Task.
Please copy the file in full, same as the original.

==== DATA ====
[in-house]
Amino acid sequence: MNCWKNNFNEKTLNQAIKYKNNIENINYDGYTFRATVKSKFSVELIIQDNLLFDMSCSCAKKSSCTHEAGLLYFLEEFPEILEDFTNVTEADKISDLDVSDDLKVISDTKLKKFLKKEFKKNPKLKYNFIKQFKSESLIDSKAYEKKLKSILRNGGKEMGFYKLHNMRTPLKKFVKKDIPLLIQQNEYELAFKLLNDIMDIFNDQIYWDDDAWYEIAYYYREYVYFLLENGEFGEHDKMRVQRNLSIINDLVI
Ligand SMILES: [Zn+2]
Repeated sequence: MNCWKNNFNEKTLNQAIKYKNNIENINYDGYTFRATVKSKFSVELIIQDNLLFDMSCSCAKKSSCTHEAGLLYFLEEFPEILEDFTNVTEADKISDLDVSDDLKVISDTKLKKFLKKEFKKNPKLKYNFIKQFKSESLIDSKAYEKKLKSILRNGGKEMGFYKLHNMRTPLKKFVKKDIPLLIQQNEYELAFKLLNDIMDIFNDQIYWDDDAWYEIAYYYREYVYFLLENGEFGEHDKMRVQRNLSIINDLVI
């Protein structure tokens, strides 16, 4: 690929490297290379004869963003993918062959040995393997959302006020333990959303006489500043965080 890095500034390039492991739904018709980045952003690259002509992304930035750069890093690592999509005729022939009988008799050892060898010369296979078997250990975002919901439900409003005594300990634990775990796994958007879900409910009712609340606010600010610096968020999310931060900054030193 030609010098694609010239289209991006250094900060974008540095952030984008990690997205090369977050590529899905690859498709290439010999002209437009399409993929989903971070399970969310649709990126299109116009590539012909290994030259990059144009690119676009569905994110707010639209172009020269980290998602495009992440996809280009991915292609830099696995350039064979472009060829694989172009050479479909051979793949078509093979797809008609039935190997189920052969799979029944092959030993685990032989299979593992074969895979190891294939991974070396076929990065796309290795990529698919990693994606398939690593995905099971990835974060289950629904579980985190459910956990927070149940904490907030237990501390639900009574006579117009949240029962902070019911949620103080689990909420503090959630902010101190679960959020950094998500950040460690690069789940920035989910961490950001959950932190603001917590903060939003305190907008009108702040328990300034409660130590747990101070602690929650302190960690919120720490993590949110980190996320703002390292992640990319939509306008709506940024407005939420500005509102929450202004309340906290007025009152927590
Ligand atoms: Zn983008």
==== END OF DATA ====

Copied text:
[in-house]
Amino acid sequence: MNCWKNNFNEKTLNQAIKYKNNIENINYDGYTFRATVKSKFSVELIIQDNLLFDMSCSCAKKSSCTHEAGLLYFLEEFPEILEDFTNVTEADKISDLDVSDDLKVISDTKLKKFLKKEFKKNPKLKYNFIKQFKSESLIDSKAYEKKLKSILRNGGKEMGFYKLHNMRTPLKKFVKKDIPLLIQQNEYELAFKLLNDIMDIFNDQIYWDDDAWYEIAYYYREYVYFLLENGEFGEHDKMRVQRNLSIINDLVI
Ligand SMILES: [Zn+2]
Repeated sequence: MNCWKNNFNEKTLNQAIKYKNNIENINYDGYTFRATVKSKFSVELIIQDNLLFDMSCSCAKKSSCTHEAGLLYFLEEFPEILEDFTNVTEADKISDLDVSDDLKVISDTKLKKFLKKEFKKNPKLKYNFIKQFKSESLIDSKAYEKKLKSILRNGGKEMGFYKLHNMRTPLKKFVKKDIPLLIQQNEYELAFKLLNDIMDIFNDQIYWDDDAWYEIAYYYREYVYFLLENGEFGEHDKMRVQRNLSIINDLVI
């Protein structure tokens, strides 16, 4: 690929490297290379004869963003993918062959040995393997959302006020333990959303006489500043965080 890095500034390039492991739904018709980045952003690259002509992304930035750069890093690592999509005729022939009988008799050892060898010369296979078997250990975002919901439900409003005594300990634990775990796994958007879900409910009712609340606010600010610096968020999310931060900054030193 030609010098694609010239289209991006250094900060974008540095952030984008990690997205090369977050590529899905690859498709290439010999002209437009399409993929989903971070399970969310649709990126299109116009590539012909290994030259990059144009690119676009569905994110707010639209172009020269980290998602495009992440996809280009991915292609830099696995350039064979472009060829694989172009050479479909051979793949078509093979797809008609039935190997189920052969799979029944092959030993685990032989299979593992074969895979190891294939991974070396076929990065796309290795990529698919990693994606398939690593995905099971990835974060289950629904579980985190459910956990927070149940904490907030237990501390639900009574006579117009949240029962902070019911949620103080689990909420503090959630902010101190679960959020950094998500950040460690690069789940920035989910961490950001959950932190603001917590903060939003305190907008009108702040328990300034409660130590747990101070602690929650302190960690919120720490993590949110980190996320703002390292992640990319939509306008709506940024407005939420500005509102929450202004309340906290007025009152927590
Ligand atoms: Zn983008």